Are GPS-fitted shoes the way to ensure you never get lost?

Whether or not they are ever worn by lost grey nomad bushwalkers, the wonderfully innovative GPS-fitted shoes recently developed in the UK are still a cracking idea.

Inspired by Dorothy from The Wizard of Oz who could famously transport herself home with a click of her heels, British designer Dominic Wilcox has created a pair of prototype shoes which can guide the wearer home with built-in GPS navigation.

Whether or not long-distance hikers ever actually wear the hi-tech footwear to help them to find their way back to the campsite is almost irrelevant.

The important thing is they could!

Here’s how it works.

wizard of oz shows

A magnet in the right shoe and a sensor in the left detect when the heels are clicked together, activating the smart shoes. There is a red tag on back of the left shoe which contains the GPS antenna.

A GPS unit contained within the heel of the specially-made left shoe communicates wirelessly with the tech in the right shoe and provides data to the integrated LED lights which are visible on the upper part of the shoe.

The wearer’s left shoe has a circle of LEDs and, depending on which one illuminates, it will effectively point the correct direction ‘home’.

The right shoe has a row of LEDs to indicate how much of the journey remains. Grey nomads who may have just arrived at a new campsite can add a new ‘home destination’ to the shoes so the footwear knows where it is supposed to take them back to.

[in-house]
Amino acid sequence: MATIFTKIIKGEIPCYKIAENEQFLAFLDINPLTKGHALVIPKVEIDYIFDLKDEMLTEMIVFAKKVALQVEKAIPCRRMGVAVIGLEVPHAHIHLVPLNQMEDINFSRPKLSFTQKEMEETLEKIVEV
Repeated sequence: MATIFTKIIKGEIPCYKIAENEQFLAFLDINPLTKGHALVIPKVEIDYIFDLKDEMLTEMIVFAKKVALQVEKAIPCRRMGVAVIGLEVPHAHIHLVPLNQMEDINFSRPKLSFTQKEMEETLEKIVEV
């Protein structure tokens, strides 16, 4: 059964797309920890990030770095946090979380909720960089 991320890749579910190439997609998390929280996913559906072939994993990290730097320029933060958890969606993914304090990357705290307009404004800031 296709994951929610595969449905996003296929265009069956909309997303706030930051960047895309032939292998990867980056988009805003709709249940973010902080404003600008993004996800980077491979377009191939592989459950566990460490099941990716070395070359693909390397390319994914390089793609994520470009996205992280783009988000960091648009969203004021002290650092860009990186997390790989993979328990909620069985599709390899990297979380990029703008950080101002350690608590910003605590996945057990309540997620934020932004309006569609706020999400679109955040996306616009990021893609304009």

This is done via a USB connection to a computer which runs purpose-made mapping software. The internal hardware is controlled by dual Arduino micro-controllers, and power is provided by a mobile phone-like battery pack.

The shoes are fittingly named ‘No Place Like Home’, the words that Dorothy from the Wizard of Oz had to utter when she clicked her heels three times in order to go back to Kansas.

Dominic Wilcox designed the shoes after being commissioned to do so by the Global Footprint project in Northamptonshire, which was seeking to highlight the English county’s rich history of shoe making.

There is no indication yet whether the shoes will ever go into full production.

  • Would wearing a bushwalking version of this shoe give you a greater sense of security when out walking in the wilds, or do you think it’s an interesting idea … but one that should get the boot? Email us here to share your thoughts.

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